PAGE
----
BRUSSELS, May 17 — The European Union is seeking new ways to widen use of the euro and counter the dollar's global dominance, top EU officials said yesterday, as the bloc tries to salvage Iran's nuclear deal by helping companies bypass US sanctions.
Fears they will be hit with sanctions have pushed European corporations to suspend their dealings with Iran after Washington pulled out of the nuclear accord last year. The EU has tried to defend the pact signed with world powers in 2015 by offering firms alternative ways to trade with oil-rich Iran.
Because the US dollar is the world's dominant currency, European officials and businessmen are aware that financial threats by the United States cannot be overlooked, even when they rest on controversial legal grounds.
“You simply don't want to take the risk,” said a manager at a top European company.
Companies that trade with Iran risk being shut out from the US market and could lose access to credit. Banks, insurers and other financial operators that provide support to firms breaching sanctions also face fines. The effectiveness of US sanctions is increased by the dollar's global dominance.
Beyond immediate but limited moves to challenge Washington's boycott of the Iran deal, such as plans to set up a barter-based trade channel, Instex, EU officials are taking a long view and pondering how help the euro challenge the dollar's position.
“A stronger international role for the euro is a key priority,” France's Finance Minister Bruno Le Maire told a conference in Brussels, saying US policy toward Iran had triggered renewed efforts in that direction.
“I don't want our companies to suffer from American decisions that we do not share,” Le Maire told the conference of European financial experts.
The US dollar is dominant in most sectors of the global monetary system, accounting for about a 60 per cent of foreign reserves, sovereign debt issuance and international loans to corporations. The euro takes roughly a 20 per cent share of those markets.
Reforming the euro zone's governance, with joint debt issuance and stronger common guarantees to rescue ailing banks and their savers, is considered the crucial route to strengthen the euro. But divisions between the 19-country bloc's governments have for years prevented progress.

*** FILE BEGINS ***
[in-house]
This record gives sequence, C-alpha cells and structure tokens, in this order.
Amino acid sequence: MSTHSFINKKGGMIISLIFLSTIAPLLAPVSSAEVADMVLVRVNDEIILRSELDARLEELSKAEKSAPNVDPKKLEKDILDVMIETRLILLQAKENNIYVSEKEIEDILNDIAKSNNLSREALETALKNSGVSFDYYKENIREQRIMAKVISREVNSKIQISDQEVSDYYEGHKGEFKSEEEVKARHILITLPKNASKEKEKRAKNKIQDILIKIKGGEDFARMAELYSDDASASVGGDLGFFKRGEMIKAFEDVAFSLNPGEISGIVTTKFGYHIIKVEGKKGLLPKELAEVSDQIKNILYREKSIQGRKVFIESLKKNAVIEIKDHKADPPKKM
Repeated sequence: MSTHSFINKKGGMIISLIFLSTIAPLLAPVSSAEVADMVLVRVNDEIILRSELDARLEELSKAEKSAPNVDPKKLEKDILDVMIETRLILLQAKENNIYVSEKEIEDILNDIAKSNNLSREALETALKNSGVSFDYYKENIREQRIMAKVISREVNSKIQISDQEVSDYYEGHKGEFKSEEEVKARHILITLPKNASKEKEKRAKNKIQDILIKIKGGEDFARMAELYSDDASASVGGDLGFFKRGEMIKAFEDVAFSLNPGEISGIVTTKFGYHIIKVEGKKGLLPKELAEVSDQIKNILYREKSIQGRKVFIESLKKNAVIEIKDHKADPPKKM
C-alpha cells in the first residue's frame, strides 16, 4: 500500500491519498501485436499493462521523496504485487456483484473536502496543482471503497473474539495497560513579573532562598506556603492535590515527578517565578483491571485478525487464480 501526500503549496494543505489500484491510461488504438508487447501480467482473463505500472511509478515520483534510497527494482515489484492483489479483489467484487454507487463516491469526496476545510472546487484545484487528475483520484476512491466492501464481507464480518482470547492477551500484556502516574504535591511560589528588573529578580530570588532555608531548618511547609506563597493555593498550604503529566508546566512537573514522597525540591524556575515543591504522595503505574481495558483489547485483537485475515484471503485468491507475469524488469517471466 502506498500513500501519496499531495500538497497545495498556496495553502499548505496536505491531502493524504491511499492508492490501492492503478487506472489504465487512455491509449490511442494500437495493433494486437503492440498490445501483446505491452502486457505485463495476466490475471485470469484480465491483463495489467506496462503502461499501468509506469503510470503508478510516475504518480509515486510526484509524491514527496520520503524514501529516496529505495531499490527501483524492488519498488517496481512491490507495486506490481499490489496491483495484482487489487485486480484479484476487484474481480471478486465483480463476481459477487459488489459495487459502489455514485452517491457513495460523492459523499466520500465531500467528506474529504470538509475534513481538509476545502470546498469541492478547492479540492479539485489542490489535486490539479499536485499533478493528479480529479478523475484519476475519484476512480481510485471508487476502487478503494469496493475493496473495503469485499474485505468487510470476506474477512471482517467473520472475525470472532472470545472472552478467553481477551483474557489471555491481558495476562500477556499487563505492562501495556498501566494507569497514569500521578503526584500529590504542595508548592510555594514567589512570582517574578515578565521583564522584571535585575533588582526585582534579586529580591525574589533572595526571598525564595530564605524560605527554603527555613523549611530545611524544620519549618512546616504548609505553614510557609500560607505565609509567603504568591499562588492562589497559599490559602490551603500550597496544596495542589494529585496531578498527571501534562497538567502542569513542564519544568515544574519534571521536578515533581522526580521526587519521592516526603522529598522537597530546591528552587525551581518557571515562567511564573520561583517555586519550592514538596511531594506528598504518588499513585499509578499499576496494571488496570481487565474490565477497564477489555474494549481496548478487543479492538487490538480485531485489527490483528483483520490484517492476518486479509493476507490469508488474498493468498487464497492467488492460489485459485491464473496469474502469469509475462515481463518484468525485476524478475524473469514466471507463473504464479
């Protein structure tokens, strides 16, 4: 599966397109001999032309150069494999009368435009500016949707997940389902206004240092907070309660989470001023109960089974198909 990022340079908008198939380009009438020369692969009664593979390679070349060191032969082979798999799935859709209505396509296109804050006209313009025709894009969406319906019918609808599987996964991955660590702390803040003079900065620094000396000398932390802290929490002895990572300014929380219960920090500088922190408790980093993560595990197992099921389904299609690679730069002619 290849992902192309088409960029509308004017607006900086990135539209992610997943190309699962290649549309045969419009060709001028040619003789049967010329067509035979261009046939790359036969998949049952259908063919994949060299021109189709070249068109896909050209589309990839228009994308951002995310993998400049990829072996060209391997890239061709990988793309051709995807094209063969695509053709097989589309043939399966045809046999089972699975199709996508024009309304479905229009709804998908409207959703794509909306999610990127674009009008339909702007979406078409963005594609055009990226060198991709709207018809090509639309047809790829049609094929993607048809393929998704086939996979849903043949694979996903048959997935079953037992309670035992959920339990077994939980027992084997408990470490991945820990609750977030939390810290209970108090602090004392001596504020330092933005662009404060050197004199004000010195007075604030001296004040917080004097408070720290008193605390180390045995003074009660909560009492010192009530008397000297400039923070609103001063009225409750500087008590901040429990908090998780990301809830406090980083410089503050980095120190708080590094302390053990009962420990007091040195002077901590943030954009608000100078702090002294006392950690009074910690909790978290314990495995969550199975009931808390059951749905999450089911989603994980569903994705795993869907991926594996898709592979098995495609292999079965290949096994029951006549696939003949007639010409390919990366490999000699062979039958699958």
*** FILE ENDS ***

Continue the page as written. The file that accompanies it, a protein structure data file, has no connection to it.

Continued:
From instant payments to Russian gas
EU officials are therefore considering complementary measures to boost the euro's global relevance.
“The time has come to strengthen the international role of the euro, because the euro is also one of the best tools we have to support our European values abroad,” the EU commissioner for the common currency Valdis Dombrovskis told the conference.
He said the Commission, the EU's executive, supported the development of a bloc-wide instant-payment system that could increase the euro's 35 per cent share of the market for global transactions, and challenge US dominance in card payments.
The European Central Bank has set up an infrastructure to settle euro payments in a few seconds, but banks have so far been reluctant to join the system, favouring national schemes.
The EU is also discussing with foreign countries, like Ukraine and India, how to facilitate the issuance of part of their public debt in euros, one EU official said.
Europe is also looking at ways of better leveraging its weight on energy markets, Dombrovskis said.
Despite being the world's primary importer of oil and gas, less than 10 per cent of the €40 trillion worth (RM186.9 trillion) of transactions each year in Europe's energy markets are executed with the bloc's currency.
Brussels is pushing European states and companies to use euros in their energy contracts, especially for gas, imported mostly from Russia.
It may find in Moscow an unexpected ally, as Russian suppliers have for years been showing interest in replacing the US dollar in their contracts, said Marco Pireddav, vice president of government affairs at the Italian oil and gas group ENI. — Reuters